Even today, the Viennese have bitter memories of the occupation, especially by the Soviet Union. A reminder of those dreaded years survives at Schwarzenbergplatz (reached from Karlsplatz by walking along Friedrichstrasse/Lothringerstrasse). Under the Nazis, this square was called Hitlerplatz. Today, a patch of landscaped greenery surrounds a fountain and a statue left by the Russians. The city has been none too happy with this "gift" from its former conquerors. Three times officials have tried to demolish the memorial, but so far Soviet engineering has proven indestructible. Viennese have nicknamed an anonymous Soviet soldier's grave "the Tomb of the Unknown Plunderer."
In May 1955, the Austria State Treaty, signed by the four Allied powers and Austria, reestablished full Austrian sovereignty. Why did it take so long? One reason is that the Soviets were seeking heavy reparations from Austria. But as dust settles over history, another possibility arises. Stalin might have planned to stick around in Vienna, as he did in Berlin. After all, a toehold in Vienna would have given the Soviets deep penetration into the West at the peak of the Cold War. As it was, Vienna became a center of Cold War espionage and spying -- real James Bond country.
Postwar Times -- On May 15, 1955, Austria regained its sovereignty as an independent, perpetually neutral nation. As a neutral capital, Vienna became the obvious choice for meetings between John Kennedy and Nikita Khrushchev (in 1961) and Leonid Brezhnev and Jimmy Carter (in 1979). Many international organizations (including OPEC and the Atomic Energy Authority) established branches or headquarters there.
Once again part of a republic, the Viennese aggressively sought to restore their self-image as cultural barons. Restoring the State Opera House and other grand monuments became a top priority.
However, Vienna's self-image suffered a blow when scandal surrounded Austria's president, Kurt Waldheim, elected in 1986. Waldheim had been an officer in the Nazi army and had countenanced the deportation of Jews to extermination camps. The United States declared him persona non grata. Many Austrians stood by Waldheim; others were deeply embarrassed. Waldheim did not seek reelection, and in May 1992, Thomas Klestil, a career diplomat, was elected president, supported by the centrist Austrian People's Party.
In 1989, the last heiress to the Habsburg dynasty, Empress Zita of Bourbon-Parma, in exile since 1919, was buried in one of the most lavish and emotional funerals ever held in Vienna. At age 96, the last empress of Austria and queen of Hungary had always been held in some degree of reverence, a symbol of the glorious days of the Austrian empire.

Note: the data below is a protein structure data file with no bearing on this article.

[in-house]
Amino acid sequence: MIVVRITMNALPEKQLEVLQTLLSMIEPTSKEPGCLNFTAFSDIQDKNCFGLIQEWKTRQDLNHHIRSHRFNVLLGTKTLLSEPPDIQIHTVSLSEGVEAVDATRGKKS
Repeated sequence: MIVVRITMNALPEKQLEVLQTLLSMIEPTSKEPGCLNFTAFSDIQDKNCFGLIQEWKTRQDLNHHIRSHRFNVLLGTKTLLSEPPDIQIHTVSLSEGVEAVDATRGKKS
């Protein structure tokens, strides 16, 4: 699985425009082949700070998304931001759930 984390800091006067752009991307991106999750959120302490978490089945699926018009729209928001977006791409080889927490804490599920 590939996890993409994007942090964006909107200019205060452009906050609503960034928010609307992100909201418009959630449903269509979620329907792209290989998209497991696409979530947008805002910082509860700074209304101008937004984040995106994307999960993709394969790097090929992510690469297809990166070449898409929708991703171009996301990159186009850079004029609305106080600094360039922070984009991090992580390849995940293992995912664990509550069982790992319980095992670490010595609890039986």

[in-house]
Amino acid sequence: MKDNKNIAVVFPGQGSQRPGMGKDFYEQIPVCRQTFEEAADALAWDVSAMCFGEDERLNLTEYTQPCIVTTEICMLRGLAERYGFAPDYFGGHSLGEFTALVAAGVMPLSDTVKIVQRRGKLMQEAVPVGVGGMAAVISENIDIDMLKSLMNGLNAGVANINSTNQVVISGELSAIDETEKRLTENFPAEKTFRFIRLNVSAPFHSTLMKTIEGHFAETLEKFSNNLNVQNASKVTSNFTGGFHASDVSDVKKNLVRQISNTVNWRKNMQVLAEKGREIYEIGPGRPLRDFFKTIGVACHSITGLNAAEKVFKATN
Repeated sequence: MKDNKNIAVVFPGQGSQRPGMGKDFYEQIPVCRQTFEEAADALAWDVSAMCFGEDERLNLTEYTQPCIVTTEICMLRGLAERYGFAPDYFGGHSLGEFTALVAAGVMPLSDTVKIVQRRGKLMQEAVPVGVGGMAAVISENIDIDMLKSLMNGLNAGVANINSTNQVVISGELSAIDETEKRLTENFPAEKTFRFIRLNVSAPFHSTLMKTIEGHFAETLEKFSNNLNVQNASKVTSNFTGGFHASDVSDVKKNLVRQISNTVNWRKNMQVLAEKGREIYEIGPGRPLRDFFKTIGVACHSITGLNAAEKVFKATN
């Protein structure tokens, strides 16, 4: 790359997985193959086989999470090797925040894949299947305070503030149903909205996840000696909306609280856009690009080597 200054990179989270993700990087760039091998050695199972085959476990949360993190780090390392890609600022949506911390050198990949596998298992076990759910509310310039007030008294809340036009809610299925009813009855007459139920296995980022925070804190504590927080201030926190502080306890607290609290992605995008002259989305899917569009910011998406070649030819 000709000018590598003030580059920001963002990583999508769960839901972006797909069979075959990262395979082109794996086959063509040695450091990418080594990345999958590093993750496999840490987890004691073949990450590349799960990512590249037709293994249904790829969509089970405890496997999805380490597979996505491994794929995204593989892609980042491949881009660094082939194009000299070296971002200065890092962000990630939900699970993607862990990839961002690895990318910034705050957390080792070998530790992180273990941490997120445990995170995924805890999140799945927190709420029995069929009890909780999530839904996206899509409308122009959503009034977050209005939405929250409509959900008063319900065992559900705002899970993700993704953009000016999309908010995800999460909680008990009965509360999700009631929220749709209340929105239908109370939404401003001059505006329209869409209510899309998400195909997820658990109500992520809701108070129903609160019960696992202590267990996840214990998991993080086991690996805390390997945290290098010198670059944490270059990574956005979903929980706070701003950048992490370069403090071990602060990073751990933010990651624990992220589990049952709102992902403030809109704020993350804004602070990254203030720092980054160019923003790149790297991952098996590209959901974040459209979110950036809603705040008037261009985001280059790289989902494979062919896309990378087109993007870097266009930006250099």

In the spring of 1998, the Austrian government stunned the art world by agreeing to return artworks confiscated from Jews by the Nazis. Many Jewish families, including the Austrian branch of the Rothschilds, had fled into exile in 1938. Although they tried to regain their possessions after the war, they were not successful. Austrian journalist Hubertus Czernin wrote, "The art was stolen by the Nazis and stolen a second time by the Austrian government." One museum director claimed Austria had "a specific moral debt," which it was now repaying.
In 1999 elections, the Freedom Party won notoriety -- and 27% of the vote -- by denouncing the presence of foreigners in Austria. Echoing Nazi rhetoric, the party blames foreigners for drugs, crime, welfare abuse, and the spread of tuberculosis. The party remains racist and Nazi-admiring in spite of the resignation of its leader, Jörg Haider, its most controversial member.
After first announcing punishing sanctions against Austria for its tilt to the far right, the European Union in September of 2000 lifted those sanctions while vowing to keep a special eye on Austria's song and dance into right-wing politics. E.U. officials concluded that in spite of earlier defiance, the Austrian government in Vienna had taken "concrete steps to fight racism, xenophobia, and anti-Semitism."
News of an expat Austrian, a citizen of Graz, made the biggest headlines in both Vienna and the country itself in 2004. Their homegrown son, muscleman/movie star Arnold Schwarzenegger, swept into the governor's office in California in a recall vote. Even though he's married to a Kennedy, Maria Shriver, Schwarzenegger is a Republican, and lent the prestige of his name in the campaign of George W. Bush for reelection. For his efforts, he told a stunned nation, he was denied sex for 2 weeks.
In October of 2006, Austria's opposition Social Democrats won nationwide elections, swinging the country to the center-left after more than 6 years of influence by the extreme right. Immigration was a central theme in the campaign (sound familiar?), and the far right wants to reduce the number of foreigners in Austria by 30 percent. The Social Democrats on the other hand promised to lower the number of unemployed and reduce salary differences between men and women.
Record warmth in recent years -- with autumn temperatures in Austria prevailing even in winter -- has brought home the profound threat of a climate change in the country's ski industry.
Climatologists in Vienna announced in 2008 that the warming trend will become drastic by 2020. In reports filed, these experts said that the Austrian Alps are warming twice as fast as the average in the rest of the world. They claimed that in 1980 75% of alpine glaciers were advancing. By 2008, 90% were retreating.